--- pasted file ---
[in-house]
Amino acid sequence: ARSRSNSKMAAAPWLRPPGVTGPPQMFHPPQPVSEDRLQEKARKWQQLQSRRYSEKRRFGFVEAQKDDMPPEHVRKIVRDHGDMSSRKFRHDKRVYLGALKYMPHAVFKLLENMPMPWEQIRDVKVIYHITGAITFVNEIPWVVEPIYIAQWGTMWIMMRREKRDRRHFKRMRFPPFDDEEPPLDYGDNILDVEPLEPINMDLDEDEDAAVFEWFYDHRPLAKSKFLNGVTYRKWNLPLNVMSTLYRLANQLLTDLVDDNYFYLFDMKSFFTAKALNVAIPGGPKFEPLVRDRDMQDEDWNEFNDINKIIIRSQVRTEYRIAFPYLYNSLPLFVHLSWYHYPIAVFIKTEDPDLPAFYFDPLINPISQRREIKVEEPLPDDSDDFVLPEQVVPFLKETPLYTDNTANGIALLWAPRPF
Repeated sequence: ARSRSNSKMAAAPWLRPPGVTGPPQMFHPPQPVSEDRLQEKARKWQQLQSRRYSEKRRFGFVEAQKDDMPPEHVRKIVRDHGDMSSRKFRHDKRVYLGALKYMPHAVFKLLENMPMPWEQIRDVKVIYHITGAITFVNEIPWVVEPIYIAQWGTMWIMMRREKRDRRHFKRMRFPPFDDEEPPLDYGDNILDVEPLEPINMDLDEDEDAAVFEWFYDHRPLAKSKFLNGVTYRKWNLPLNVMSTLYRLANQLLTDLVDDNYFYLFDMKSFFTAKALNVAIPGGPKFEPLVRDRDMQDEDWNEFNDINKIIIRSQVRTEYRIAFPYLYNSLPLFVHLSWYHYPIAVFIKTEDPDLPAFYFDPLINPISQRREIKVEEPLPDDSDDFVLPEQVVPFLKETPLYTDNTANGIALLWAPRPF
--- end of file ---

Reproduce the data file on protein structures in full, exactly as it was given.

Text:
[in-house]
Amino acid sequence: ARSRSNSKMAAAPWLRPPGVTGPPQMFHPPQPVSEDRLQEKARKWQQLQSRRYSEKRRFGFVEAQKDDMPPEHVRKIVRDHGDMSSRKFRHDKRVYLGALKYMPHAVFKLLENMPMPWEQIRDVKVIYHITGAITFVNEIPWVVEPIYIAQWGTMWIMMRREKRDRRHFKRMRFPPFDDEEPPLDYGDNILDVEPLEPINMDLDEDEDAAVFEWFYDHRPLAKSKFLNGVTYRKWNLPLNVMSTLYRLANQLLTDLVDDNYFYLFDMKSFFTAKALNVAIPGGPKFEPLVRDRDMQDEDWNEFNDINKIIIRSQVRTEYRIAFPYLYNSLPLFVHLSWYHYPIAVFIKTEDPDLPAFYFDPLINPISQRREIKVEEPLPDDSDDFVLPEQVVPFLKETPLYTDNTANGIALLWAPRPF
Repeated sequence: ARSRSNSKMAAAPWLRPPGVTGPPQMFHPPQPVSEDRLQEKARKWQQLQSRRYSEKRRFGFVEAQKDDMPPEHVRKIVRDHGDMSSRKFRHDKRVYLGALKYMPHAVFKLLENMPMPWEQIRDVKVIYHITGAITFVNEIPWVVEPIYIAQWGTMWIMMRREKRDRRHFKRMRFPPFDDEEPPLDYGDNILDVEPLEPINMDLDEDEDAAVFEWFYDHRPLAKSKFLNGVTYRKWNLPLNVMSTLYRLANQLLTDLVDDNYFYLFDMKSFFTAKALNVAIPGGPKFEPLVRDRDMQDEDWNEFNDINKIIIRSQVRTEYRIAFPYLYNSLPLFVHLSWYHYPIAVFIKTEDPDLPAFYFDPLINPISQRREIKVEEPLPDDSDDFVLPEQVVPFLKETPLYTDNTANGIALLWAPRPF